On to my purses: my timbuk2 brand purse has a pocket in the front of it that conveniently holds all of the prior contents of my pants pockets. Wallet: Check. Cell Phone: to heck with a cell phone, I don’t have one at the moment and I love it. Keys: check. Additionally, in this compartment I carry a small map of Paris, a thumb drive, and writing utensils - it also has a small zipper pocket for change. These are all easily accessible with minimal rummaging. Furthermore, there is ample room for all of the necessary books, folders, and notebooks, that I may need on any given day (It is even equipped with a padded compartment for my laptop). There is also a front pocket big enough for an ipod and a zipper compartment that conveniently holds my metro card. This is truly a student’s purse – American gender roles be damned. My AUP purse is the next size down from my Timbuk2 purse but has no compartment for my laptop. My third, and smallest, purse is fantastic – if you are facebook friends with myself or Abbey, you have already seen a candid shot of this purse in action. Just big enough for my wallet, keys, map of Paris, and metro card, there is no rummaging necessary in this little, awesome, blue-cloth purse.

I sense that you are judging me.

However, I wager that your judgment arises from jealousy or a sense of awe. If you are a NPCM (non-purse-carrying male) you are jealous of the fact that my right butt cheek doesn’t go numb when I sit down for an extended time due to the wallet in my pocket. Further, as a NPCM, you are likely envious that I do not get poked in the leg by my keys and change doesn’t fall out of my pockets when I sit down. If you are a purse-carrying female you are no doubt impressed by my organizational prowess displayed by the easily accessed contents of my various purses. I am sure that all the jokes that will be made at the expense of my purse-carrying are merely manifestations of the aforementioned envy and awe of the great improvements in my efficiency as a citizen directly due to my carrying of a purse as well as indications of the fear that grips American males as they come to terms with the fact that, perhaps, carrying a purse is a good (great)idea.

Now, if you’ll excuse me, I have to get my purse together for class.

Sunday, September 20, 2009

Baba au Rhum and the Evangelical Impulse

It happens to all of us. Well…maybe it doesn’t and I’m trying to convince myself of the universality of this phenomenon in order to lessen the worries that I am an egotistical twit trying to tell everyone else what to do. I’m talking, of course, about what is known as the “Evangelical Impulse.” While the term “evangelical” has its roots in the greek term “euangelion” which is translated in most versions of the New Testament as “Good News,” it has lately been used primarily to refer to Christians who occupy an extremely socially conservative point of view and voice their opinions regularly in public (three cheers for a seminary degree!). I, however, am not using this term in either of these ways, although the latter is probably closer to the definition I am attempting to utilize. The evangelical impulse refers to one’s desire that others engage in an activity that, for the “evangelist,” produced a highly desirable effect. In this manner, the folks mentioned earlier do, indeed, tend to act upon this impulse (i.e. I don’t imbibe alcohol and I am perfectly happy; ergo, if you cease imbibing alcohol you will reach a similar level of happiness [and have me to thank (I just used parentheses inside of brackets inside of parentheses, how you like me now high school english teachers??)!]).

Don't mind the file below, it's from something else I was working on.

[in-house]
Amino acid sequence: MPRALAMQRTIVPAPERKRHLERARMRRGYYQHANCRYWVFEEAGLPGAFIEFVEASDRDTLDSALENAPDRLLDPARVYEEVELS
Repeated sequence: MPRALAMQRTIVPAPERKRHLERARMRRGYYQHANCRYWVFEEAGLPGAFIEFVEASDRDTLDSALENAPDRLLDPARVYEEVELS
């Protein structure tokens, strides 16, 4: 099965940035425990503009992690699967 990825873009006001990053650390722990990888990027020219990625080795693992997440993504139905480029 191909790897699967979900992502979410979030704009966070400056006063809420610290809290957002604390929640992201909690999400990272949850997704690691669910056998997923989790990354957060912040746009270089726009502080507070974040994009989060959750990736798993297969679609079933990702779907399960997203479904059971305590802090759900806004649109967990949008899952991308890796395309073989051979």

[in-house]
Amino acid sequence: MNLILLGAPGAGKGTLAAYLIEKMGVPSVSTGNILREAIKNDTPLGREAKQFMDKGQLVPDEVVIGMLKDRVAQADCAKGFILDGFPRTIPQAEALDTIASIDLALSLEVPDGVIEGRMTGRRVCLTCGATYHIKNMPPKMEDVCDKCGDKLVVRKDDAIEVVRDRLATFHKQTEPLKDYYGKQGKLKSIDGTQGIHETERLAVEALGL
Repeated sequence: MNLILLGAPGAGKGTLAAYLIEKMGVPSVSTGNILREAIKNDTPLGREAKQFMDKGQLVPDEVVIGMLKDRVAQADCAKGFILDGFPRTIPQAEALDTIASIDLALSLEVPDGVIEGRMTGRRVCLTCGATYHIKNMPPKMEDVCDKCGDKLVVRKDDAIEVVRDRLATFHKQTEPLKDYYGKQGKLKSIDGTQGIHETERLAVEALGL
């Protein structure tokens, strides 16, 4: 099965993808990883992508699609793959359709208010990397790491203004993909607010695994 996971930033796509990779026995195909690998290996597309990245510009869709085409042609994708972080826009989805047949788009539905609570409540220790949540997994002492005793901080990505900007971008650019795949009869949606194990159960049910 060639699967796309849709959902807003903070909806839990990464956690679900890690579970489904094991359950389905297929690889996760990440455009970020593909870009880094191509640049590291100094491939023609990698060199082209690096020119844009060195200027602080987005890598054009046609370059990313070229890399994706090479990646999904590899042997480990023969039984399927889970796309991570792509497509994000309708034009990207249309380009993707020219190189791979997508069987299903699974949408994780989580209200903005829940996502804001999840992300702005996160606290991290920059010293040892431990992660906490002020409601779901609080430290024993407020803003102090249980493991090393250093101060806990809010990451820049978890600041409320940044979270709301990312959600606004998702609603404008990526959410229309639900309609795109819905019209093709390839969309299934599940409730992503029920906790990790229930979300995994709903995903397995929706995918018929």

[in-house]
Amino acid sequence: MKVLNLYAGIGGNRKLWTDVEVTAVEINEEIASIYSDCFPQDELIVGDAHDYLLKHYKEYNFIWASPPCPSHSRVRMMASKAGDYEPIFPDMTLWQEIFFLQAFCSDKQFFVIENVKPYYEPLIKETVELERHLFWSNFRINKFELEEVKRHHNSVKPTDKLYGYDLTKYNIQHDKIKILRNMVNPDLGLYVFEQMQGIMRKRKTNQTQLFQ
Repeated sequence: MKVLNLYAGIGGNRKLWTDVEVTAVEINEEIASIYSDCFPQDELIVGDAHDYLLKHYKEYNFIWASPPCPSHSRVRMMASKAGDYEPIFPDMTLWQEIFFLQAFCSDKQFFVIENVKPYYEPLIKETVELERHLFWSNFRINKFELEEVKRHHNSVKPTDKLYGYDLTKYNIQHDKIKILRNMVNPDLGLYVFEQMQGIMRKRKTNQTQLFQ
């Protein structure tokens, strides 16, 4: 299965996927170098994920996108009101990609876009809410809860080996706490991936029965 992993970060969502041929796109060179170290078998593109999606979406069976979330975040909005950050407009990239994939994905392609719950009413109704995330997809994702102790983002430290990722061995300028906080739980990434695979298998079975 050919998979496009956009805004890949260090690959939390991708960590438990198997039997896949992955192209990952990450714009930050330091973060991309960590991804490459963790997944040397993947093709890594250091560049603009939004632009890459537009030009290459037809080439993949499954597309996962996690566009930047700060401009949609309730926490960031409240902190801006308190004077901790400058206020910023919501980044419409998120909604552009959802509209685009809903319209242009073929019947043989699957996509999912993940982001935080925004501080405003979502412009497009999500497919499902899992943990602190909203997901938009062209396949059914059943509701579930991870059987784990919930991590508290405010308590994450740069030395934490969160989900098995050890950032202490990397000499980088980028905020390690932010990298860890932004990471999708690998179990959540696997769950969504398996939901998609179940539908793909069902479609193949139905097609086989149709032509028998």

However, this group of people (admittedly broadly defined and therefore problematic – exceptions to stereotypes, overly broad homogenizations, etc… you’re free to choose the reason I’m wrong) tend to have some kind of motive to convert others to their particular faith and, perhaps, believe that in getting you to act in a similar manner to themselves your belief structure may begin to resemble theirs as well and you will keep reaching new levels of “happy” until you are as “happy” as they are. I have no such ulterior motive to alter your behavior (or do I?). What I do have is an experience that has made me happy that I wish to encourage all of my readers to engage in...[after a discussion with my legal team regarding the contents of the blog to follow, I can only encourage those of proper age under the laws of their country, state, city, county, etc. to engage in the aforementioned experience]. This experience: Baba au rhum. Dear Lord, I thought Vietnamese nougat was delicious (this is the part of this post where I’ll cease to discuss complicated themes using difficult words/sentence structures and certain mother-in-laws may find themselves giggling more).